• Know central bank rates of US, Euro area, UK and Japan, what have they been doing over the last months, what does the term structure look like, why?

  • How would you invest $1million?

  • Have you ever invested money?

  • Tell me a trade idea?

  • What stocks do you like and why?

  • What do you think the Fed/Japanese Central bank etc. will do at their next meeting?
    (A really good source of commentary on rates and currency markets is Daily FX)

  • Where do you think interest rates are going?

  • What happened in the markets yesterday?

  • Draw me the US yield curve. Draw me the UK yield curve. Why is it inverted?
    (check Bloomberg rates for the graphs, much easier than looking up the yields in the Financial Times and drawing it yourself. Wow, the UK yield curve looks funky right now!)

  • What do you think about the current credit markets?

  • What's your view on the US economy?

  • What do you think is the next big investment opportunity in the markets that can offer spectacular returns?

  • etc. (all questions like that to check if you have an opinion and read the newspaper, answer can be short and concise, there is no right answer as long as it is logical and moderately well informed)

  • + questions that you provoke -i.e.
    If you say you are interested in emerging markets, they will ask you about which EM stock you like or what happened in Thailand last year,
    if you say you are interested in oil they might ask what's going on in Venezuela or Kazakhstan,
    if you say you come from financial engineering they might ask something more technical,
    if you say you want to do sales they might say “sell me something now” and so on


  • Why do you want to do this?

  • Why do you want to leave your previous job?

  • We have invited 15 of your classmates for the final round. Why should we take you and not your classmates?

  • How will you decide between different offers?

  • What do you like about Deutsche Bank/Lehman Brothers etc.?

  • Why Sales & Trading and not Investment Banking?

  • Tell me about a time in your work when you really felt the power of a team and what a team can achieve

Wednesday, January 02, 2008

Teaching yourself programming for financial modeling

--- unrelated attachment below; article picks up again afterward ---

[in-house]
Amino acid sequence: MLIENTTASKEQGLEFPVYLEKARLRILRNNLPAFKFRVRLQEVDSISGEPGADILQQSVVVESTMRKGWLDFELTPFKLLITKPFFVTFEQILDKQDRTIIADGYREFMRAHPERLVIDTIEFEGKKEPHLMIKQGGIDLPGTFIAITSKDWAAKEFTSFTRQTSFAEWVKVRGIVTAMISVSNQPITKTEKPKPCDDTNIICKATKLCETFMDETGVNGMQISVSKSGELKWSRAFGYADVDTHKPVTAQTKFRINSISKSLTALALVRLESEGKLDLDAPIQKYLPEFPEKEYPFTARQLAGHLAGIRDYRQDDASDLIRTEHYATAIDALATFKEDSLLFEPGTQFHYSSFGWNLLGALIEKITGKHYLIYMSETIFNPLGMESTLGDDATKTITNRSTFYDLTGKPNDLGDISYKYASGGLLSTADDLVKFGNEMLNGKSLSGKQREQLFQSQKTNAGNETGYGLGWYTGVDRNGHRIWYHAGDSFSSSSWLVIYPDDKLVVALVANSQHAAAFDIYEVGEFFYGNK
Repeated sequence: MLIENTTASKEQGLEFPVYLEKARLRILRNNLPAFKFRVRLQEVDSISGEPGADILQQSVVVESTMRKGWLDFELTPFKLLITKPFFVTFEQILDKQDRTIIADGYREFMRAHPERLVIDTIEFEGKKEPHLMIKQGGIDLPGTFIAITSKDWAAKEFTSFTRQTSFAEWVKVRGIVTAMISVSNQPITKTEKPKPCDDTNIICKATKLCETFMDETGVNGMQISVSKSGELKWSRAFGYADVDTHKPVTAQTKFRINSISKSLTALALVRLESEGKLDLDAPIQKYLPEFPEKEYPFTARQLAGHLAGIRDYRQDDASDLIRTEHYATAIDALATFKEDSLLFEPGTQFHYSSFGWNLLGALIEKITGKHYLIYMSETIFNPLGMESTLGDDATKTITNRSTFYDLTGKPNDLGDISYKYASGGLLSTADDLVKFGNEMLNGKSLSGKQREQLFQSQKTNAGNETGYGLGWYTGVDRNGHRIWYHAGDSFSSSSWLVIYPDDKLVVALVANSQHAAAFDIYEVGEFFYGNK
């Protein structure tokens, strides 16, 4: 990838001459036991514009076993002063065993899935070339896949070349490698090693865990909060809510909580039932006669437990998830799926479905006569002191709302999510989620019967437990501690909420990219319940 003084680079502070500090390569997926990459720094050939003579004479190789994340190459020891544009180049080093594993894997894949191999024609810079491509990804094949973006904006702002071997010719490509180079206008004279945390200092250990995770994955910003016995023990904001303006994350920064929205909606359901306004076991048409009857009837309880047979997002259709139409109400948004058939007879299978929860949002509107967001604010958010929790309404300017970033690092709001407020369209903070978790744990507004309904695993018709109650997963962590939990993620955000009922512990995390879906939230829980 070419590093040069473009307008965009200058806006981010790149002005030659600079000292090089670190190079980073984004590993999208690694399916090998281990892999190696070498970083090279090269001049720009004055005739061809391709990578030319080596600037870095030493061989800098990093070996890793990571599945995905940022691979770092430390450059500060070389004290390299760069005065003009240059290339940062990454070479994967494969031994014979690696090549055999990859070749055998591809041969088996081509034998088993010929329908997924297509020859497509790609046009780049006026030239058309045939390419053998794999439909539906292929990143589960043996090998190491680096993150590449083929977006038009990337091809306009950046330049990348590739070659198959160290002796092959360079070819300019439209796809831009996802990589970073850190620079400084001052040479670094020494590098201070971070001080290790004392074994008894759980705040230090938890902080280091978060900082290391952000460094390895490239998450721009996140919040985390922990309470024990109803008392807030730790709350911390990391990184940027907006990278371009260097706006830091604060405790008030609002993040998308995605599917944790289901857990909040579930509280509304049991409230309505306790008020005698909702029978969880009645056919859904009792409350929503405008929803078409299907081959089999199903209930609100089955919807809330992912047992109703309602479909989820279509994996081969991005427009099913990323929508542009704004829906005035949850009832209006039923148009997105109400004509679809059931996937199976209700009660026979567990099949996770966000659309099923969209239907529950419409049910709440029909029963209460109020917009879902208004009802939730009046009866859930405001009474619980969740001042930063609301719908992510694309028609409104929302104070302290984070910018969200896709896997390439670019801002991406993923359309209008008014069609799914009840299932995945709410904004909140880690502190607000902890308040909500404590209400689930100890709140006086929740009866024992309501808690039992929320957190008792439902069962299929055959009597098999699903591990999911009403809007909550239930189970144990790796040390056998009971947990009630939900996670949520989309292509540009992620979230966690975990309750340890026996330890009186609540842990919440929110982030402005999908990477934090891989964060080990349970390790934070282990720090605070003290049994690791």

In preparation for my trading (or structuring) job, I have decided to finally learn programming. In case there are people out there also considering to learn programming for financial modeling, I have started a separate blog

C++ for financial modeling

I intend to keep it as a sort of diary to document how to teach oneself programming, and to discuss the roadblocks on the way. I have wanted to learn programming for a long time and have realized that the main reason I never did it was lack of self confidence and doubts about lots of things. I think I have finally overcome these doubts and hope I can encourage others who have been shy or hesitant about learning programming. My main learning from today is that it is really nothing mysterious once you get started, so I cannot believe it has taken me so many years to get started. But I will keep all this in a separate blog, since it is of no interest to most of my readers.

Tuesday, January 01, 2008

Read the Gloom Boom Doom blog for sales & trading interviews

Interviews for summer jobs are coming up, and I have talked to some MBA2009s concerned that they still don't have an opinion on the market or much overview of how to understand the markets despite reading the FT for the last months. I strongly recommend Marc Faber's blog "The Gloom, Boom, and Doom Report", which gives a very independent and insightful view on the direction of the markets. Journalists can be short sighted and like to regurgitate consensus opinion rather than give insights, so it is good to have an investor with excellent writing skills covering the markets with a monthly column. I like this part of Marc Faber's current column:
But how can a responsible central bank cut interest rates and pursue an expansionary monetary policy when the stock market is close to an all time high and when it is faced with a weak currency and soaring food and commodity prices?

'Only in America' one should say because the US-infected IMF and World Bank would advise any country under these conditions to 'tighten' monetary policies and to raise interest rates. But since the Fed's only objective today is to 'inflate' asset markets further at the expense of totally debasing the currency we need to look at a new currency as a 'unit of account' and as a 'store of value'. (continue reading)